On August 12, 1950, at the still innocent young age of twentytwo, the first former orphanage student lost his life in the war. The Log of 1951 contained a memoriam to Sam “Greek” Winfield, who came to the orphanage from Leechville, ...
Author: A. Provost
Publisher: Xlibris Corporation
Category: Biography & Autobiography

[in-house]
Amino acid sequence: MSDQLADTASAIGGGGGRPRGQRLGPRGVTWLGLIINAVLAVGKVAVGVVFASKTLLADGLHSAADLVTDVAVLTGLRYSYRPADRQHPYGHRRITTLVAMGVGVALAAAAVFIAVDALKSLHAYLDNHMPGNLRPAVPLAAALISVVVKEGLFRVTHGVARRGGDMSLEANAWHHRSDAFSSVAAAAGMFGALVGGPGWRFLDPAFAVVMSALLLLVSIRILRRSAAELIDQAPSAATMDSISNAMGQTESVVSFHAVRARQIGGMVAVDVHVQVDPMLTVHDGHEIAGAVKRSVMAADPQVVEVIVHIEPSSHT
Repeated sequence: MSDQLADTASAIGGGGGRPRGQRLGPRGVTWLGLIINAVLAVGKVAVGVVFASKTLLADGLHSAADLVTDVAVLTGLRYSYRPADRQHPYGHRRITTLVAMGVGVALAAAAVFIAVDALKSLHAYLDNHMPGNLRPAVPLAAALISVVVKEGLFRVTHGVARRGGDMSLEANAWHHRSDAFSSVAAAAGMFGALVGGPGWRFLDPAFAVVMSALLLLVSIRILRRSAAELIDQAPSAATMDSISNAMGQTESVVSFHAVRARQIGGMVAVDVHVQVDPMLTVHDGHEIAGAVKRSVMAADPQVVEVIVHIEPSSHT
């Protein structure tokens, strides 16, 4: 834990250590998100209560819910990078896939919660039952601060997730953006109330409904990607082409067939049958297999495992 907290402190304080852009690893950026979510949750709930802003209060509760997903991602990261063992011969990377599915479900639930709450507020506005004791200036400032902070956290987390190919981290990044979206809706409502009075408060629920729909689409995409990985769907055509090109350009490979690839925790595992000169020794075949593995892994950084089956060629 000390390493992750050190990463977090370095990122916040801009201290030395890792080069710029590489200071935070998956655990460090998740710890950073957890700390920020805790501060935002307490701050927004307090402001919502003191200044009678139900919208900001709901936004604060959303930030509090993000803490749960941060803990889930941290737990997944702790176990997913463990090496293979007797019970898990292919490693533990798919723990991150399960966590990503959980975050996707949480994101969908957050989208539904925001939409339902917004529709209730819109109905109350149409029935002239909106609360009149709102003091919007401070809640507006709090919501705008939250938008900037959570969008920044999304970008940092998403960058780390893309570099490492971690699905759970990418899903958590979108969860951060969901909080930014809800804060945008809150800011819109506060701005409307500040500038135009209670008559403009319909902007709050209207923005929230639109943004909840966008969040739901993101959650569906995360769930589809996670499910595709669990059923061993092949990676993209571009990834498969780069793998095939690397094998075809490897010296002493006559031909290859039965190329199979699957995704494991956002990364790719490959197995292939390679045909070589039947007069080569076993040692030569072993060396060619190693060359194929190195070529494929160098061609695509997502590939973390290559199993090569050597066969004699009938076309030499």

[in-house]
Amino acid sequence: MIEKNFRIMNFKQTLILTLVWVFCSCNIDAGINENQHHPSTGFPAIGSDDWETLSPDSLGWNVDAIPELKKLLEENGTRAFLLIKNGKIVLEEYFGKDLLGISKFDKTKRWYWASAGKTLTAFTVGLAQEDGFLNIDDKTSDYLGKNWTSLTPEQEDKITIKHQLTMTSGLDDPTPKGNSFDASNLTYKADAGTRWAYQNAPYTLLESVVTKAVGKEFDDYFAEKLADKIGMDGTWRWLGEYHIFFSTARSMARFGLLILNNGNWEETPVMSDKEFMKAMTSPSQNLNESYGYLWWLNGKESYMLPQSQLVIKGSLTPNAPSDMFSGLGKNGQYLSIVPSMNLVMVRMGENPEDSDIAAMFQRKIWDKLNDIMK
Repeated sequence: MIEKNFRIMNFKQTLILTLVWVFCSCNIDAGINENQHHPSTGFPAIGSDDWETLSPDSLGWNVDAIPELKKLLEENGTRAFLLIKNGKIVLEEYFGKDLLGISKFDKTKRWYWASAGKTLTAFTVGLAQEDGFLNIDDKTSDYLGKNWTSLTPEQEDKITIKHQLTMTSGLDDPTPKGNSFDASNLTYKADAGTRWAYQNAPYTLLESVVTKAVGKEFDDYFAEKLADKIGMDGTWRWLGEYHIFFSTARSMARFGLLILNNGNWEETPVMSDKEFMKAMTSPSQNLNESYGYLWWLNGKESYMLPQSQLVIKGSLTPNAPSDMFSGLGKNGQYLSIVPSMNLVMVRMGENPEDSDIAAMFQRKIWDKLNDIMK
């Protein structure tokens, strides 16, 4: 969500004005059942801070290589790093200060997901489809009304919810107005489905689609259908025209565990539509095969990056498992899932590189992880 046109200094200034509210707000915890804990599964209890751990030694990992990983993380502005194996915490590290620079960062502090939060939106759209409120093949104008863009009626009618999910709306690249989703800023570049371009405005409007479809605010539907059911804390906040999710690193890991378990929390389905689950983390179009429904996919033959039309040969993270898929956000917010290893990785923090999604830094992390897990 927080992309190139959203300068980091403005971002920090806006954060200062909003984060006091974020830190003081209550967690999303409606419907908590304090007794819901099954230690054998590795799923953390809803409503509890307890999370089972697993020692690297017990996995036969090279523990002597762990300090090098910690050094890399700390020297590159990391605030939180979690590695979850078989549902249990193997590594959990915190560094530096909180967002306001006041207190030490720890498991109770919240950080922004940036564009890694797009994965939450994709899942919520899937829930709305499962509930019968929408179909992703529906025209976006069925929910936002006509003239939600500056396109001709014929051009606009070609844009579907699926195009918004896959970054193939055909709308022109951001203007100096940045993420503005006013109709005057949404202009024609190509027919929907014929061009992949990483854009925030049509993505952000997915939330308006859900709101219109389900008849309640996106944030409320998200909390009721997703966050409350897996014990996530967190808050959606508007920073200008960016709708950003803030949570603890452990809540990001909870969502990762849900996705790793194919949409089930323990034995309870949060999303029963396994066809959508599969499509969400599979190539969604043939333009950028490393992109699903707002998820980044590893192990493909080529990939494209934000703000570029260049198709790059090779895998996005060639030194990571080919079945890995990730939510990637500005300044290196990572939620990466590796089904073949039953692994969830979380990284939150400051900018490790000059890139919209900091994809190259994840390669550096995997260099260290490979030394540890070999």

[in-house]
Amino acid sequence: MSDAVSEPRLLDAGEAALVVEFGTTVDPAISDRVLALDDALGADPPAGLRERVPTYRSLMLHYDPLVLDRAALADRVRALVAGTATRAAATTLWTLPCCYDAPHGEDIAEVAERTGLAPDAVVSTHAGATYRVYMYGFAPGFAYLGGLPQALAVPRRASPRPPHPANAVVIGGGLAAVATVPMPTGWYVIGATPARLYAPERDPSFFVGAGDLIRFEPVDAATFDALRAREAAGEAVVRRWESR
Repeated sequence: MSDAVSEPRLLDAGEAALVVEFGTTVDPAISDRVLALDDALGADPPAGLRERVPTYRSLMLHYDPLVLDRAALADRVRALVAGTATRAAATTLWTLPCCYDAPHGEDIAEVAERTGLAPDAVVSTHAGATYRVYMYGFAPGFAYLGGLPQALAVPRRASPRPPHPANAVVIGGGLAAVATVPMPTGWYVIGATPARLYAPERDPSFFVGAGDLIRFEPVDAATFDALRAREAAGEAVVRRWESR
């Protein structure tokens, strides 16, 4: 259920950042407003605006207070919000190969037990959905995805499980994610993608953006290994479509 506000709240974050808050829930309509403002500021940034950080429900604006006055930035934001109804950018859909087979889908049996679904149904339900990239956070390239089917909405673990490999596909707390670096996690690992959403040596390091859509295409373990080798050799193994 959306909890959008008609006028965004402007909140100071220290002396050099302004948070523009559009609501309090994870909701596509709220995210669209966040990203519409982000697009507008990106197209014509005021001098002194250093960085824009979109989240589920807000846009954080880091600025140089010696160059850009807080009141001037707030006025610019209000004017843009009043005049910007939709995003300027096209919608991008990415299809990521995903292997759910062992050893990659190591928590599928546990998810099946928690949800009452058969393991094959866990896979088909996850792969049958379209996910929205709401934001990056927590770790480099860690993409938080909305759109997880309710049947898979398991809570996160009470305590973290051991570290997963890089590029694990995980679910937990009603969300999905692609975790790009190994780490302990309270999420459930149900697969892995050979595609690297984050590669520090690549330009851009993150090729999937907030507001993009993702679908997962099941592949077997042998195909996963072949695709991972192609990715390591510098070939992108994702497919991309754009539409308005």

The author practices Optometry in the Atlanta area, and serves as a legal consultant to optometrists and related health care professionals. He holds an undergraduate degree in Physics-Mathematics, and post-graduate degrees in Law and Optometry. Dr. Provost is a member of The Florida Bar and The Georgia Bar, and is licensed to practice Optometry in Florida and Georgia. He lives in an Atlanta suburb with his wife Evelyn, an attorney, and their four champion Persians, who have replaced in both intelligence and charm, four talented children who have gone on to careers in Optometry, teaching and real estate. The author graduated from Berry College near Rome, Georgia in 1961. While at Berry College in the late fifties the author was President of the Freshman Class, Treasurer of the Sophomore Class, Secretary, Vice-president and finally President of the Men's Student Government. At the end of his Junior year he became the first ever recipient of the Jessie Pritchett Parish Student Leadership Award, presented to the one student among the entire student body who best demonstrated leadership qualities on campus. While at Berry College the author rewrote the Berry College Handbook for Men. Following graduation in 1961, the author enlisted in the U. S. Army. He served two tours of duty in South Korea, the first as the feature writer for The Pacific Stars and Stripes newspaper, distributed daily to more than 37,000 U. S. soldiers in South Korea. The young reporter covered all meetings of the Military Armistice Commission (MAC) held at Panmunjom, and traveled freely throughout South Korea in his assigned Jeep, writing about anything of a military or civilian nature that interested him or that might be of interest to his readers. At age 24 the author was accepted as a student at the prestigious Defense Language Institute, located at Monterey, California, where he studied the Korean language for a year, graduating first in his class of thirty students. Following months of instruction at the U. S. Army Intelligence Center located at Ft. Holabird, Maryland, the author was stationed with the 502 Military Intelligence Battalion in Seoul, South Korea. As the youngest of the five prisoner interrogators and intelligence analysts, the specialist daily interrogated captured North Korean espionage agents and their 'minders" who had failed in their attempt to infiltrate the irregular coastline of South Korea. These experiences are the subject of the author's soon to be published book entitled The Wall at Inchon. In 1965 the author received an Honorable Discharge from the U. S. Army, and in 1967 was accepted as a student at the University of Houston College of Optometry. Dr. Provost graduated in 1972 with the degree Doctor of Optometry, and began his private practice of Optometry in the Ft. Lauderdale, Florida suburb of Plantation. In 1977 Dr. Provost was accepted into Nova Southeastern University College of Law, graduating in 1980 with the degree Juris Doctor. He has practiced Optometry since 1972 and Law since 1980, in Georgia and Florida. The author was born in Kinston, North Carolina in 1939, the knee baby of seven children. Following the sudden death of his father, a wartime U. S. civil service engineer, in February 1947 the seven-year-old was sent to live for a decade in historic Oxford Orphanage, located northeast of Raleigh. Dr. Provost's Reflections in An Orphan's Eye-A Decade at Oxford is the first book written about the historic 132-year-old institution since Nettie Bemis' popular Life at Oxford, published in1925. However, whereas Nettie Bemis' work centered around the history and campus life at Oxford, Dr. Provost's work, while recounting the history of the institution, is a factual, bittersweet narrative of a youngster's decade-long odyssey spent growing up 'inside the hedges." This work is a moving account of how tradition rich Oxford Orphanage and its four hundred students and staff grabbed a timid, disillusion